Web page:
Now, 30 years later, he was working as a docent at the Dachau Memorial Site. He watched as the four of us — my high-school classmates and I — stood before a poem on the wall, painstakingly translating it from German to English.

We gladly accepted his offer of help. So began a wonderful conversation in which he told us what it had been like for him. Showed us the numbers on his arm. Brought to life things that for us, up to then, had merely been information in history books.

At one point I commented on the beauty of the German language — how the poem we were reading allowed a depth of expression that I didn’t think would be possible in English.

The priest smiled and said, “That’s funny. I see it the other way.” For him, English had much more potential for beauty, nuance, and expressiveness than his native German.

Another way to view the world

I thought of that encounter recently when I read Jacob Mikanowski’s thoughts on English becoming the world’s dominant language. Continue reading

Stand up and be counted: the technical communication census

It’s not just another survey. If you’re engaged in technical communication — as practitioner, teacher, or student — I encourage you to take part.

census taker in front of house

Take part in the census. And don’t worry: no salesman will call.

A team at Concordia University in Montreal, led by Dr. Saul Carliner, is conducting research called the census of technical communicators. It’s in survey format, but unlike most surveys targeted to technical communicators, this one isn’t about tools or technology. Instead, the research is about you: your background, your job satisfaction, your aspirations, and how you stay current in the profession.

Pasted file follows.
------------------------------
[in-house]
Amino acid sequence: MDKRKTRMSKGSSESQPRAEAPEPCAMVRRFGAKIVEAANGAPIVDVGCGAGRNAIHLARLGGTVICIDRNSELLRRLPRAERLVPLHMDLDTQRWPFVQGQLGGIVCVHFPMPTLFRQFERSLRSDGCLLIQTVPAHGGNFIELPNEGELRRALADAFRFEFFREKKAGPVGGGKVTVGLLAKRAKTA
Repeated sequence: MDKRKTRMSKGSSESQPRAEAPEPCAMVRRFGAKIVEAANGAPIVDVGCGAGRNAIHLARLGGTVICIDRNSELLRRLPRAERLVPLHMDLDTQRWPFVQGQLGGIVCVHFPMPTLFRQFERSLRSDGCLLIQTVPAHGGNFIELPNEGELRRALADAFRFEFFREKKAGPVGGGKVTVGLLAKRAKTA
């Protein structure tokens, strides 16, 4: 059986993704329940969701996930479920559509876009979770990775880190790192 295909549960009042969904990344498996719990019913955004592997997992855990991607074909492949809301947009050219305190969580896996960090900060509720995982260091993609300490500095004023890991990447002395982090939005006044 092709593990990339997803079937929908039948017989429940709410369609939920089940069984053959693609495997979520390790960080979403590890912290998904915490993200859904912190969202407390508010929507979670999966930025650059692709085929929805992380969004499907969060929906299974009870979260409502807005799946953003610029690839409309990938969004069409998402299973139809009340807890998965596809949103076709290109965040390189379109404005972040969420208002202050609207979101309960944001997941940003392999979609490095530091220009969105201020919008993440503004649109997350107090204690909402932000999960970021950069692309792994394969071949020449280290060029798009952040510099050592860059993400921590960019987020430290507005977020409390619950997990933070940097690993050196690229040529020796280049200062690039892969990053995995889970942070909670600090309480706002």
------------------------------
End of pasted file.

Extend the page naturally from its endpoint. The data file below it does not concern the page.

I’m delighted that Concordia is conducting this census. Most data-driven research about our profession centers on the tools we use and the technologies we support. Some of it is geared to providing tools vendors with data so they can better market their products.

There’s nothing wrong with any of that. But it’s refreshing to see research that’s about us: who we are, and how we perceive our work. Having completed the census questionnaire, I can tell you that it was well designed to yield a complete and accurate portrait of the people in our profession.

I look forward to seeing the results of the census, which will be published later this year in STC’s Intercom magazine. More in-depth analysis of the data might also be submitted to academic journals.

Although STC is helping to publicize it, the research project was developed and is being conducted by the team at Concordia. I’ve known Dr. Carliner, the project lead, for more than 25 years. I very much admire his energy, his dedication, and his insight.

One last thing: No one asked me to promote the census. I’m encouraging you to participate because I have high regard for the research team and because I think the research will greatly enhance our understanding of our profession and its people..

When you’re the only star (part 2)

(part 2 of 2)

You’re a star performer. The other members of your team aren’t. What do you do? Last time we looked at a few things that don’t work — whether you’re the best basketball player in the world, a popular and accomplished baseball player, or an all-star technical writer on a team that isn’t getting the job done.

Now here are some things that do work.

What does work: Have faith in the team

Remember: while you might think you’re the only star on the team, the team members probably don’t share your view.

Here’s something else to remember: no one on your team is trying to fail. Nor are they incompetents, unable to do the job.

Somebody hired them, thinking they had the necessary skills. Surely, then, you won’t need to look very hard to see the qualities that can turn your teammates into capable performers, even if they’re struggling with the current project.

Yellow Brick road from the Wizard of Oz

Your vision can guide your teammates to taking their first steps along the yellow brick road to the goal

So try a dose of humility. Continue reading